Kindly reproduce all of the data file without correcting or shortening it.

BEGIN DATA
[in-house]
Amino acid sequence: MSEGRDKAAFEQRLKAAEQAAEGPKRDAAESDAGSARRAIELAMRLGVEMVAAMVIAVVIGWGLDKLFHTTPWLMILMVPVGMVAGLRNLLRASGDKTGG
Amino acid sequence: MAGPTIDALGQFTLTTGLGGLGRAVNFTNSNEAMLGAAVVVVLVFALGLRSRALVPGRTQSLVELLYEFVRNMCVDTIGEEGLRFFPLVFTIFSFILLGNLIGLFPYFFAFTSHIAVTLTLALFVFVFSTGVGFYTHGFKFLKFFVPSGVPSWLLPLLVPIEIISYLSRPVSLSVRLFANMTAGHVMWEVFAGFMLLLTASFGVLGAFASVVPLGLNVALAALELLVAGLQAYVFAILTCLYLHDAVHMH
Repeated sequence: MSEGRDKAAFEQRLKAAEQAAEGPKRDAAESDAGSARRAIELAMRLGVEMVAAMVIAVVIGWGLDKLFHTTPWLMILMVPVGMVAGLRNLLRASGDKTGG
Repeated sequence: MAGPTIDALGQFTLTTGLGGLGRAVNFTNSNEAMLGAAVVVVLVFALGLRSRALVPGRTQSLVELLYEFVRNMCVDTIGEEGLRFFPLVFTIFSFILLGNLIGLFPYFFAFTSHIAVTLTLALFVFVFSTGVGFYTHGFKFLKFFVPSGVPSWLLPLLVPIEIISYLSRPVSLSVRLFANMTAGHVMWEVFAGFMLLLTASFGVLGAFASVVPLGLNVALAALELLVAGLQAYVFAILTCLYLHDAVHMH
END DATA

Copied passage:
[in-house]
Amino acid sequence: MSEGRDKAAFEQRLKAAEQAAEGPKRDAAESDAGSARRAIELAMRLGVEMVAAMVIAVVIGWGLDKLFHTTPWLMILMVPVGMVAGLRNLLRASGDKTGG
Amino acid sequence: MAGPTIDALGQFTLTTGLGGLGRAVNFTNSNEAMLGAAVVVVLVFALGLRSRALVPGRTQSLVELLYEFVRNMCVDTIGEEGLRFFPLVFTIFSFILLGNLIGLFPYFFAFTSHIAVTLTLALFVFVFSTGVGFYTHGFKFLKFFVPSGVPSWLLPLLVPIEIISYLSRPVSLSVRLFANMTAGHVMWEVFAGFMLLLTASFGVLGAFASVVPLGLNVALAALELLVAGLQAYVFAILTCLYLHDAVHMH
Repeated sequence: MSEGRDKAAFEQRLKAAEQAAEGPKRDAAESDAGSARRAIELAMRLGVEMVAAMVIAVVIGWGLDKLFHTTPWLMILMVPVGMVAGLRNLLRASGDKTGG
Repeated sequence: MAGPTIDALGQFTLTTGLGGLGRAVNFTNSNEAMLGAAVVVVLVFALGLRSRALVPGRTQSLVELLYEFVRNMCVDTIGEEGLRFFPLVFTIFSFILLGNLIGLFPYFFAFTSHIAVTLTLALFVFVFSTGVGFYTHGFKFLKFFVPSGVPSWLLPLLVPIEIISYLSRPVSLSVRLFANMTAGHVMWEVFAGFMLLLTASFGVLGAFASVVPLGLNVALAALELLVAGLQAYVFAILTCLYLHDAVHMH